Used 2002 Mitsubishi Diamante Review
A diamond best left in the rough.
We recently conducted a comparison of eight entry-level luxury sedans. The Mitsubishi Diamante was not among them. Why? Our rules for comparisons say that competing vehicles must have either won the previous test, or be all-new or significantly revised. The Diamante hasn't been redesigned or significantly revised since 1998, and it didn't win our 1999 entry-level luxury sedan test. Actually, it came in last.
This wasn't due to styling. We generally approve of this car's shape, and Mitsubishi has further updated the look this year with a restyled grille, hood and decklid; new combination lamps; and new wheels.
The last-place finish wasn't due to a poor value equation, either. The base ES model comes with a CD player, a 10-way-adjustable power seat and an anti-theft engine immobilizer. Stepping up to the LS nets leather seats, 16-inch alloy wheels, driver seat memory, a power sunroof, a leather-wrapped steering wheel, woodgrain accents, color-keyed body-side molding and a HomeLink transmitter. You also get steering wheel audio controls, but the All Weather Package is required to get heated seats, heated exterior mirrors and traction control. The new VR-X, slotted between the ES and LS, is designed to appeal to those who prefer more sporting features and driving dynamics, and as such comes with a performance-tuned suspension and exhaust (the latter worth a five-horsepower increase), mesh grille inserts, rear deck spoiler, white-faced instruments and the now-obligatory metallic interior accents.
Even an LS with the All Weather Package and additional accessories costs little more than $30,000. But many features found on competing vehicles aren't available on the Diamante, such as a navigation system, stability control, side (or side curtain) airbags, high-intensity discharge headlamps or an automanual transmission.
The only transmission offered is a four-speed automatic. It's not a particularly bright unit, despite Mitsu's claims of "Adaptive Shift Control." Downshifts are lumbering, which is unfortunate, as the Diamante's 210-horsepower 3.5-liter V6 is a torquey and smooth unit. The Diamante has some strengths as a driver's car that include capable and confident brakes; a quiet, well-insulated interior; and sticky tires that remain silent at highway speeds. But these attributes are more than offset by the somewhat mushy suspension (on the ES and LS) and numb steering.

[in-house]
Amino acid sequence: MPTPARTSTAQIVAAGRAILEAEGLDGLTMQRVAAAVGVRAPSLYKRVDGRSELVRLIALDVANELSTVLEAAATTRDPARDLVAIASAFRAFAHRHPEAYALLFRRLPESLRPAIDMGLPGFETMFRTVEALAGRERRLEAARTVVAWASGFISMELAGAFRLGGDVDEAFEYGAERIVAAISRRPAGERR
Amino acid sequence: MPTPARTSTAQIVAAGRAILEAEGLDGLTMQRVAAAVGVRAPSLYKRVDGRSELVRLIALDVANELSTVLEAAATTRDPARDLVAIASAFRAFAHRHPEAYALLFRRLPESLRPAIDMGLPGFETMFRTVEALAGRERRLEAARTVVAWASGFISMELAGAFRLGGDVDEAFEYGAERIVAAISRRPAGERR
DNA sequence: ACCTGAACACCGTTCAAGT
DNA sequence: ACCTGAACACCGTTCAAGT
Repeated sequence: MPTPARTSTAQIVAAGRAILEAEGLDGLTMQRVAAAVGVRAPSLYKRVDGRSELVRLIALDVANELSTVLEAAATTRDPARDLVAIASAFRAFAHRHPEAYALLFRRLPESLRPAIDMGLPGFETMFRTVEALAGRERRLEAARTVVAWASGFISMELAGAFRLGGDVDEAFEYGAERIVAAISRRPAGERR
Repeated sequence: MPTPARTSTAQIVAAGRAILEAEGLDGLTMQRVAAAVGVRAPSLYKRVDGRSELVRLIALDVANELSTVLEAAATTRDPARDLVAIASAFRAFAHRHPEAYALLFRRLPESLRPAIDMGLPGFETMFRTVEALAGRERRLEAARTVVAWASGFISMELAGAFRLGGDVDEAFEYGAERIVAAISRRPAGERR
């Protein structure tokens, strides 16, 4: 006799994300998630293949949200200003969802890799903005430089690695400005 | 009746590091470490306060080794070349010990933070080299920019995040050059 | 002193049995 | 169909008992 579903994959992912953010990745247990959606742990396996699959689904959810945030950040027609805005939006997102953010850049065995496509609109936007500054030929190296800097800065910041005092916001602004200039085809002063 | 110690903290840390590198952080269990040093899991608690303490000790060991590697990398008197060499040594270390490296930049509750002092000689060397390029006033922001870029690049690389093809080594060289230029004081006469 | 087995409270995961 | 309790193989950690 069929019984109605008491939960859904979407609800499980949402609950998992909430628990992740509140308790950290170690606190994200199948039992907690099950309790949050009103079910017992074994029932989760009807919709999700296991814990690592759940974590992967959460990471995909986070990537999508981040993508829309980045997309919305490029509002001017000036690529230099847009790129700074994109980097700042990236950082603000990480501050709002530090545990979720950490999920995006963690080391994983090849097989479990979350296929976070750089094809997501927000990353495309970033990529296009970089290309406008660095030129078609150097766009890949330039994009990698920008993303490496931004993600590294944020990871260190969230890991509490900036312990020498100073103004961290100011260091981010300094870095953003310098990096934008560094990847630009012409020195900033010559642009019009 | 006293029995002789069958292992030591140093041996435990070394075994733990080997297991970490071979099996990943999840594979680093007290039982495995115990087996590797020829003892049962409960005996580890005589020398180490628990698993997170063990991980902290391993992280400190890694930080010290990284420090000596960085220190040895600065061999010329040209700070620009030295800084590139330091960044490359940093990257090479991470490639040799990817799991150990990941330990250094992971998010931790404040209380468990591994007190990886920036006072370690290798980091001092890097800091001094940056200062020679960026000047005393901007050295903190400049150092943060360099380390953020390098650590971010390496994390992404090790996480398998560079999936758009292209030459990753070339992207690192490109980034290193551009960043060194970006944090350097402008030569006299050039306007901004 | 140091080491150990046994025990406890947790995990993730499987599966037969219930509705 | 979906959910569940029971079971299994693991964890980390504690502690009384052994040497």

In the past, we've criticized the design of the climate and audio controls, saying they were overly fussy. Mitsubishi has at least upgraded the audio system interface this year, but the interior still has other problems. The interior materials aren't up to $30,000-sedan standards, and there's a rampant lack of nighttime control illumination. Seating is comfortable, but the rear seat does not fold down, and no center pass-through is offered.
There's not much that's positive to say about Mitsubishi's slow-selling sedan. It has the basic ingredients -- elegant shape, long list of luxury features, a seemingly sumptuous interior (as long as you don't look too closely). It even has a strong engine and comfy ride. But if you dig a little deeper, you find a host of negative traits. If you're shopping for an entry-level luxury sedan, we suggest something other than the Diamante.
edmunds expert review process
This review was written by a member of Edmunds' editorial team of expert car reviewers. Our team drives every car you can buy. We put the vehicles through rigorous testing, evaluating how they drive and comparing them in detail to their competitors.
We're also regular people like you, so we pay attention to all the different ways people use their cars every day. We want to know if there's enough room for our families and our weekend gear and whether or not our favorite drink fits in the cupholder. Our editors want to help you make the best decision on a car that fits your life.